The Man Upstairs?


“I’m going to drink a lot of Budweiser tonight, Tracy, I promise you that,” he added. “I’m going to take care of those things first and definitely going to say a little prayer and thank the man upstairs for this great opportunity.” (emphasis added)


This is what all star football quarterback, Peyton Manning, said after he won Super Bowl 50 this past Sunday. Some congratulated him for sharing his “faith” in national television. However, what is the man upstairs supposed to mean? Or better yet, whom is he referencing?

I have been personally annoyed by this statement for many years. When someone calls God the man upstairs, it is a telling sign that they don’t know Him. Think about it this way. If my mother lived upstairs in my two-floor apartment building, and I referred to her as the woman upstairs, what does that infer about the relationship that we have? From a linguistic standpoint, it could just be a cultural phrase, and it’s semantic intention is purely arbitrary. However, throughout history, Christianity is defined by Christ dying for sinners, then regenerating and adopting them as His children. From there we continually cry out, “Abba, Father” (Romans 5:15). We are made sons and daughters by His will (John 1:13), and are no longer called children of wrath (Ephesians 2:3-6). At what point in Scripture or history among God’s people do we find such distancing language to describe God?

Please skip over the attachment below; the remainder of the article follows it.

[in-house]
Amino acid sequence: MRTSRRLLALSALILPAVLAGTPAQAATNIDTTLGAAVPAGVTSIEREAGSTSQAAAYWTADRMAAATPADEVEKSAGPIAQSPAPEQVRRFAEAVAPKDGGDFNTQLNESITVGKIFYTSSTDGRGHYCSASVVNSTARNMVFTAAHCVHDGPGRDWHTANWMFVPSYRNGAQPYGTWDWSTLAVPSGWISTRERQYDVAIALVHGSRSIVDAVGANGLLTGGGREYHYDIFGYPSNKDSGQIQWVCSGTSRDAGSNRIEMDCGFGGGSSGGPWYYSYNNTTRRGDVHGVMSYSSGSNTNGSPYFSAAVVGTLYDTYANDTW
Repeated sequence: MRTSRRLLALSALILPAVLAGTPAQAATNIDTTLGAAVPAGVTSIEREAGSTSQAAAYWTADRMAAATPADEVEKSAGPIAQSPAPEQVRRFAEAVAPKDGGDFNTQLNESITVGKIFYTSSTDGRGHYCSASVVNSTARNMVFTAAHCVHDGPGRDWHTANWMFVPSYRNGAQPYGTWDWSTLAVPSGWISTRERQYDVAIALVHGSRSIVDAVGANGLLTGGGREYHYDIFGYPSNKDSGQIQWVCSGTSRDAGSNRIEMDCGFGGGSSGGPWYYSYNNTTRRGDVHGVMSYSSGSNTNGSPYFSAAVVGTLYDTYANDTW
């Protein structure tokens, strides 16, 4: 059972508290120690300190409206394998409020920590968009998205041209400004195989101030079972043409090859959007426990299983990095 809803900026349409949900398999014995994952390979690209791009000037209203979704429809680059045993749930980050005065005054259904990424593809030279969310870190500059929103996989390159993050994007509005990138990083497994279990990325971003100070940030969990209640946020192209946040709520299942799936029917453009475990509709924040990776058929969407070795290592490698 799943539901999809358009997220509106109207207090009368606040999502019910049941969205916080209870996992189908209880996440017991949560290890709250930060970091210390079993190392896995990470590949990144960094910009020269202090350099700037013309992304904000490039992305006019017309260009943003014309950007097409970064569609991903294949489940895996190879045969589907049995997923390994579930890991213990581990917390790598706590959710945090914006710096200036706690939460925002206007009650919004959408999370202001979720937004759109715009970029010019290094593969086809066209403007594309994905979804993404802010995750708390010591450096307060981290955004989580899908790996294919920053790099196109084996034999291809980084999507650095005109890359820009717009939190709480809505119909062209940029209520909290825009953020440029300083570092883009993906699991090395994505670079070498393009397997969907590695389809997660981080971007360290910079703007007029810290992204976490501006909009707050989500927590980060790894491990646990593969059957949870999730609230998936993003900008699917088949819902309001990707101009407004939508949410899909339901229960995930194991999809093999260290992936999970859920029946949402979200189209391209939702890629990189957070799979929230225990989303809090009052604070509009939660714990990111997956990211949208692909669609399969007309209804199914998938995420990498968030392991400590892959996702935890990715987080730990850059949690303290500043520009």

I am not too upset over Peyton’s choice of words. In part, I’m glad he said it. Because maybe now we can discuss how a true believer ought to address God among the heathen. If He is our God, why choose language that infers a gap in the relationship? This kind of speech is typically used by those that do not have a meaningful relationship. By that I mean, usually, none at all. If I called my wife “the woman upstairs,” there would be some indication that the relationship is straining, unless there’s an obvious sign I was joking.

But many aren’t joking when they use this trite slogan. To some, this is most recognition they will give God, and that is enough for them. To others, this is a hat tip of humble reverence. Whether it is done ignorantly, or with purpose, those that say that they know Him should not (dare I say will not) bow to this kind of speech. If eternal life, as defined by Christ, is knowing God, and His son whom He sent (John 17:3), I can’t see how a truly regenerated believer would allow such catchphrases to dwell in their vocabulary.

On one hand, I am saying that Christians need to rethink such pithy slogans to describe their God. On the other hand, I believe that this phrase is a penalty flag, that could be a sign that the person does not know Jesus. In other words, I believe anyone who uses “the man upstairs” has never actually met the Man (Christ Jesus; 1 Timothy 2:5). But who am I kidding? Could someone be a true believer and mistakenly utilize such ignorance? I have to consent to the possibility. But more often than not, specifically in my experience, whenever I hear “the man upstairs” come out of someone’s mouth, what follows after, whether in word or deed, as just as atrocious.

Pray for Peyton Manning.


– Until We Go Home